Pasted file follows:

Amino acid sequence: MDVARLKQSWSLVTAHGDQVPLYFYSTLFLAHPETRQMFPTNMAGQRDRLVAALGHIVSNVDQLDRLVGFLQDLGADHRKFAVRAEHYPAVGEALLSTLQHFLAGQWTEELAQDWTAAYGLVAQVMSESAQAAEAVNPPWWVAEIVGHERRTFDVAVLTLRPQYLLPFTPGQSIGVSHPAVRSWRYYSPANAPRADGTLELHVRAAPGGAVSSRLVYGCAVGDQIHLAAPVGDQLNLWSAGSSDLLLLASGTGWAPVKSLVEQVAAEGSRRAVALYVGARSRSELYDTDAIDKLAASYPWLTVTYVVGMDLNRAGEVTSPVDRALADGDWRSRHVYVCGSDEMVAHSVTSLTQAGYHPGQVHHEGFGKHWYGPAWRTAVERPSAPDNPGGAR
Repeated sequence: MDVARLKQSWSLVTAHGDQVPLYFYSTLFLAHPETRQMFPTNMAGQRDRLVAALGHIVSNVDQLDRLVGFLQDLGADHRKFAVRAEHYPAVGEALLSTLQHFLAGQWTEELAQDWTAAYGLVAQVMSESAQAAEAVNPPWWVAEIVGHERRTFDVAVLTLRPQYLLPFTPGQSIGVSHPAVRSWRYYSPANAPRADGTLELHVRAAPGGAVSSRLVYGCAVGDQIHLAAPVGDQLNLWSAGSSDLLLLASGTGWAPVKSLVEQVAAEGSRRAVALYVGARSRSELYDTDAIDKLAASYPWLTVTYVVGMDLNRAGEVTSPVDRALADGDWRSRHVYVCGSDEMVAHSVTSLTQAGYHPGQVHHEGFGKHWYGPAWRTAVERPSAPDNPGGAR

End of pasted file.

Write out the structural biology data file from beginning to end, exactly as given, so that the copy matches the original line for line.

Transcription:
Amino acid sequence: MDVARLKQSWSLVTAHGDQVPLYFYSTLFLAHPETRQMFPTNMAGQRDRLVAALGHIVSNVDQLDRLVGFLQDLGADHRKFAVRAEHYPAVGEALLSTLQHFLAGQWTEELAQDWTAAYGLVAQVMSESAQAAEAVNPPWWVAEIVGHERRTFDVAVLTLRPQYLLPFTPGQSIGVSHPAVRSWRYYSPANAPRADGTLELHVRAAPGGAVSSRLVYGCAVGDQIHLAAPVGDQLNLWSAGSSDLLLLASGTGWAPVKSLVEQVAAEGSRRAVALYVGARSRSELYDTDAIDKLAASYPWLTVTYVVGMDLNRAGEVTSPVDRALADGDWRSRHVYVCGSDEMVAHSVTSLTQAGYHPGQVHHEGFGKHWYGPAWRTAVERPSAPDNPGGAR
Repeated sequence: MDVARLKQSWSLVTAHGDQVPLYFYSTLFLAHPETRQMFPTNMAGQRDRLVAALGHIVSNVDQLDRLVGFLQDLGADHRKFAVRAEHYPAVGEALLSTLQHFLAGQWTEELAQDWTAAYGLVAQVMSESAQAAEAVNPPWWVAEIVGHERRTFDVAVLTLRPQYLLPFTPGQSIGVSHPAVRSWRYYSPANAPRADGTLELHVRAAPGGAVSSRLVYGCAVGDQIHLAAPVGDQLNLWSAGSSDLLLLASGTGWAPVKSLVEQVAAEGSRRAVALYVGARSRSELYDTDAIDKLAASYPWLTVTYVVGMDLNRAGEVTSPVDRALADGDWRSRHVYVCGSDEMVAHSVTSLTQAGYHPGQVHHEGFGKHWYGPAWRTAVERPSAPDNPGGAR